Illegal alien tuition bill proposed

The California State Assembly passed a measure Sept. 14 that, if approved by Gov. Gray Davis, will make going to college more affordable for illegal aliens living in California.

Introduced in February 2001 by Assemblyman Marco Firebaugh (D-South Gate), Measure AB-540 seeks to allow students without legal California residency to pay in-state tuition fees.

Although a similar measure was vetoed by Davis last year, the measure’s proponents hope that the Texas legislature’s decision to adopt the basic tenets of AB-540 will lead to its success in California.

The measure would only affect tuition paid to community college systems and the California State University system, but UCSD Vice Chancellor of Student Affairs Joseph Watson believes that the measure’s approval could be a call for the University of California and its regents to follow suit.

“”If this bill was adopted and signed by Davis, it would be a strong recommendation to the Regents of California to implement this program,”” Watson said.

Watson said that AB-540 brings up a concern far greater than the money that students, regardless of citizenship, would have to pay at California’s public universities.

He views the measure as a form of “”public policy”” and believes that it addresses the broader concern of how inclusive California will be to its newest members.

Watson said that the measure could have a “”great impact on how we view ourselves as a society in California.””

The measure would require that undocumented students attend school for at least three years and graduate from a California high school to be eligible to pay in-state tuition fees.

While Watson said he does not believe that the measure will cause an increase in the number of underrepresented students at UCSD, he stressed that the measure could encourage students who would be otherwise unable to pursue higher education.

“”The bill could have a great ability to motivate individuals to achieve their goals due to the decreased money barrier,”” Watson said.

According to Watson, the measure sends the message that California wants all of its residents to be able to fully participate in society.

Watson also believes that despite the number of individuals affected by reduced tuition, the measure’s power lies in its ability to “”impact broader public policy.””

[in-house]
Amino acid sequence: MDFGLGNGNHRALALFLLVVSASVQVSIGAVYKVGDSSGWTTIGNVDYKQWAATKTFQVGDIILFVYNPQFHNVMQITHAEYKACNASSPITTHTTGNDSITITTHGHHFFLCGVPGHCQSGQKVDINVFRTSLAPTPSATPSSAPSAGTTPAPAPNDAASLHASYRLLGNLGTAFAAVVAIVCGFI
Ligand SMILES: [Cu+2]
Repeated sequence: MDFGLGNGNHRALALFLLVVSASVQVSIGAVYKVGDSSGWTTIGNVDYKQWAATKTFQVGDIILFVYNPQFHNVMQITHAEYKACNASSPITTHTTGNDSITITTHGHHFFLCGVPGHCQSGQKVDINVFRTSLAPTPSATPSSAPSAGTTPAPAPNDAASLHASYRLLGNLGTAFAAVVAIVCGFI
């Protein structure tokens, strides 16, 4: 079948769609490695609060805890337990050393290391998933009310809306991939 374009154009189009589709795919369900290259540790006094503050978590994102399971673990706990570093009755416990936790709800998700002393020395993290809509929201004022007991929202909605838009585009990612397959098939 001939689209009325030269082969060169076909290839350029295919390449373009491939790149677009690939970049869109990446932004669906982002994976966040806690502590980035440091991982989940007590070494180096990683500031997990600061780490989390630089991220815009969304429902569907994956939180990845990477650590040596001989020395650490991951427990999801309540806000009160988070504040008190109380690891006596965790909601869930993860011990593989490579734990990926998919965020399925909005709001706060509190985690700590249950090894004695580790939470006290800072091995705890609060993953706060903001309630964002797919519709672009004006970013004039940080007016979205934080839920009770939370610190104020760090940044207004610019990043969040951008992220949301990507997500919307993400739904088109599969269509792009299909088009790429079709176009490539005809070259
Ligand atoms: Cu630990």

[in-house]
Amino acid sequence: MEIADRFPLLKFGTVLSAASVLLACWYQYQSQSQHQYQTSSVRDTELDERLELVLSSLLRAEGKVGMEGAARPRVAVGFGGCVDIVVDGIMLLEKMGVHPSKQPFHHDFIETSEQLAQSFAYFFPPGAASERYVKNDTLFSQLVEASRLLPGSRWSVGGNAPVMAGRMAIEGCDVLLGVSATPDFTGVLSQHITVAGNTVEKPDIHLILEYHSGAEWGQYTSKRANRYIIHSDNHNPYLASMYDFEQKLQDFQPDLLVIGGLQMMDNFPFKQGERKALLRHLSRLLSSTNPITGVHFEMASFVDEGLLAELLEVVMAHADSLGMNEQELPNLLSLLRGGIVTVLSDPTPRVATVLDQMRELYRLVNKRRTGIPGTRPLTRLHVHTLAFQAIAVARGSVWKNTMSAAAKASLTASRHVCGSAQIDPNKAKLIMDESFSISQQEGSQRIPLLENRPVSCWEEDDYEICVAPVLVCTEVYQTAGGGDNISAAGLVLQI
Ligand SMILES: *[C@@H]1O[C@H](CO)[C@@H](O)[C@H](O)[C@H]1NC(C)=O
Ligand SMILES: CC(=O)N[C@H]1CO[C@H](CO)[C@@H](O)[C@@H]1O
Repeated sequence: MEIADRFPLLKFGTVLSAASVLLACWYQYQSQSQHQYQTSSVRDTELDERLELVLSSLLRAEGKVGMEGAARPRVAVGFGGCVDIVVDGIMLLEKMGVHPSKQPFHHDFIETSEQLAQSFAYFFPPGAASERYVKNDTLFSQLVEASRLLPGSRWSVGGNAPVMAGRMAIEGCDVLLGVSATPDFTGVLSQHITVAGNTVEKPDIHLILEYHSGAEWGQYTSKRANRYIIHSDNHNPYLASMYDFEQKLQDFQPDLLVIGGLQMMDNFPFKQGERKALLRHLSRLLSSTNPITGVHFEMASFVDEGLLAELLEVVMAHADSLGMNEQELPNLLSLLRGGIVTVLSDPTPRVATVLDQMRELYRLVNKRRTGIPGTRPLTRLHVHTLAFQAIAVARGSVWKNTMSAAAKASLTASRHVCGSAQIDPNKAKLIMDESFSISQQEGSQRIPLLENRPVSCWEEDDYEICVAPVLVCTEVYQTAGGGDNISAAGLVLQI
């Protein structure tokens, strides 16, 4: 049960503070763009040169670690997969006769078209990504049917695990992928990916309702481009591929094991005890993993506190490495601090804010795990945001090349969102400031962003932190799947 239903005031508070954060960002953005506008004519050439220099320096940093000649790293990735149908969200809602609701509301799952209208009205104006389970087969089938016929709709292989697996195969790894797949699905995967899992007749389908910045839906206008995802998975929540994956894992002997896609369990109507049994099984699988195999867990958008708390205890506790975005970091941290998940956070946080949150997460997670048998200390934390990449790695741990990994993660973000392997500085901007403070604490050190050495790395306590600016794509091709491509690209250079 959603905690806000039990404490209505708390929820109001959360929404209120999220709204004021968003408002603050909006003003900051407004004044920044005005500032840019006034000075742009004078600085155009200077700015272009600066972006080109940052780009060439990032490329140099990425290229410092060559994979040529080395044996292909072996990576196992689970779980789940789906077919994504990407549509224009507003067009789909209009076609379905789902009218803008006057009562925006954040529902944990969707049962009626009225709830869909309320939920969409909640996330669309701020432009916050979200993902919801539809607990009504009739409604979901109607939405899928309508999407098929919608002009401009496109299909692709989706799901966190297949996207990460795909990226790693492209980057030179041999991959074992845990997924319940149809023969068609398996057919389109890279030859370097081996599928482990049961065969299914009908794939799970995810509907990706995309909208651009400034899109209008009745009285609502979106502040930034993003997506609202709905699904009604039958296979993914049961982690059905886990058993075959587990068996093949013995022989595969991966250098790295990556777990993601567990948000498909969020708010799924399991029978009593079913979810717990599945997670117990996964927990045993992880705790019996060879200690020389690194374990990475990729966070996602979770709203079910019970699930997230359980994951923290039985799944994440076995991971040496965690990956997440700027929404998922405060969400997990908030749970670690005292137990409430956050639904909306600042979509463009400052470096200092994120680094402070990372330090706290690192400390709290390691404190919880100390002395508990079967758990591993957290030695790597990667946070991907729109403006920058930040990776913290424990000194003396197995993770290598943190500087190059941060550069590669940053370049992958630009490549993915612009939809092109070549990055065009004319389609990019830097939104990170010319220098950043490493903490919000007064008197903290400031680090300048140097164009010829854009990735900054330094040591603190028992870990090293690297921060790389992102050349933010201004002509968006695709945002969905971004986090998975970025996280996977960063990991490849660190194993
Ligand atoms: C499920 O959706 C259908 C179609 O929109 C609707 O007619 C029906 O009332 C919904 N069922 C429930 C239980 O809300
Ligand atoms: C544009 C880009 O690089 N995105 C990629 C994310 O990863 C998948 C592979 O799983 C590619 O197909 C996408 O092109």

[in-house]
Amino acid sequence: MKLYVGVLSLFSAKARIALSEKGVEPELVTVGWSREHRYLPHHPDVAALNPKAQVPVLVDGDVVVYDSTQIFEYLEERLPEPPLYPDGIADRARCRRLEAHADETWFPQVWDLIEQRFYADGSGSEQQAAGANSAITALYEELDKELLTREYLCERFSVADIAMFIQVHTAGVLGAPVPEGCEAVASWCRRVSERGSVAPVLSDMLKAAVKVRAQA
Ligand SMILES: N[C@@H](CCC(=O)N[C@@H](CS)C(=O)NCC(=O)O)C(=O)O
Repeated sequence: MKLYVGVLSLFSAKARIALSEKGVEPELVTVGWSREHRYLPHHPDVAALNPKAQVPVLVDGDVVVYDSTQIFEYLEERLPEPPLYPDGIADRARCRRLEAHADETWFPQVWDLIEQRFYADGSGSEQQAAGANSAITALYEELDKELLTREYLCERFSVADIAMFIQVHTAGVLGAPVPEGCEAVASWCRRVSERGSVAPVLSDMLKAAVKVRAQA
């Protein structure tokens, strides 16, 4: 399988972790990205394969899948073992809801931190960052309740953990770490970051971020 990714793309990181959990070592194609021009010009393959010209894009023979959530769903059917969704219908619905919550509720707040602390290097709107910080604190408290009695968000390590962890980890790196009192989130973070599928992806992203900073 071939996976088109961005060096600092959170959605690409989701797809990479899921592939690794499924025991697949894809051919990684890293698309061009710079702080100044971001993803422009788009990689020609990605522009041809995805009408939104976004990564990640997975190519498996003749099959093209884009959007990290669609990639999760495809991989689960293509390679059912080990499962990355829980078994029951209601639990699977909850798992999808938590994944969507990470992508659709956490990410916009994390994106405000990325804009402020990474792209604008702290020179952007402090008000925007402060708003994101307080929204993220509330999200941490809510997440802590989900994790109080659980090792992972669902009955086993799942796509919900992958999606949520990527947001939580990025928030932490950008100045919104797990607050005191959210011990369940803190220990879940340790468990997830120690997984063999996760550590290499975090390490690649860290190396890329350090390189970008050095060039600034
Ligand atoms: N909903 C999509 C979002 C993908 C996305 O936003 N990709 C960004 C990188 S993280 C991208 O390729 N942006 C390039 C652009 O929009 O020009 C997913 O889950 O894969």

Watson acknowledges the arguments made by the measure’s opponents, that AB-540 would allow immigrants illegally living in California to pay the same amount of tuition as Californians with established residency status.

Watson said that the concerns of AB-540’s opponents, chiefly that passing the measure could mean increased illegal immigration to California and a decrease in the general quality of education, are not “”irrational arguments.””

“”[AB-540] is a risk, and like most laws, nothing is perfect,”” Watson said.

Watson said he does not believe that the measure will remedy the problem of underrepresentation of minorities at UCSD.

“”This is not an affirmative action or diversity bill,”” Watson said. “”That is a false argument.””

According to Watson, the measure addresses how society should operate in order to make sure that all California residents are positive contributors to society.

“”The bill is supported by the California Student Aid Commission, who believes this is a worthwhile bill,”” Watson said.

Elizabeth Snyder, a Muir sophomore, believes that applying in-state tuition fees to undocumented residents proposed by AB-540 would be equitable.

“”I think that would be fair, just as long as they are allowed to then become legal citizens and to receive the same taxes as regular citizens do,”” Snyder said. “”As long as [these students] are contributing to the general economy in some way, I think it would be OK.””

Mike Davis, a Warren sophomore, agrees with the measure’s principle of inclusiveness and opportunity.

“”This bill makes sense,”” Davis said. “”If these students have already gone kindergarten to 12th grade and the state has funded [it], then they shouldn’t be prevented from going to college. These aren’t wealthy people and they probably can’t afford to pay the out-of-state tuition.””

According to Vincent De Anda, director of the Financial Aid Office, UCSD cannot choose to waive out-of-state fees in either need or merit-based situations.

In addition, De Anda said that UCSD cannot award need-based financial aid to illegal aliens.

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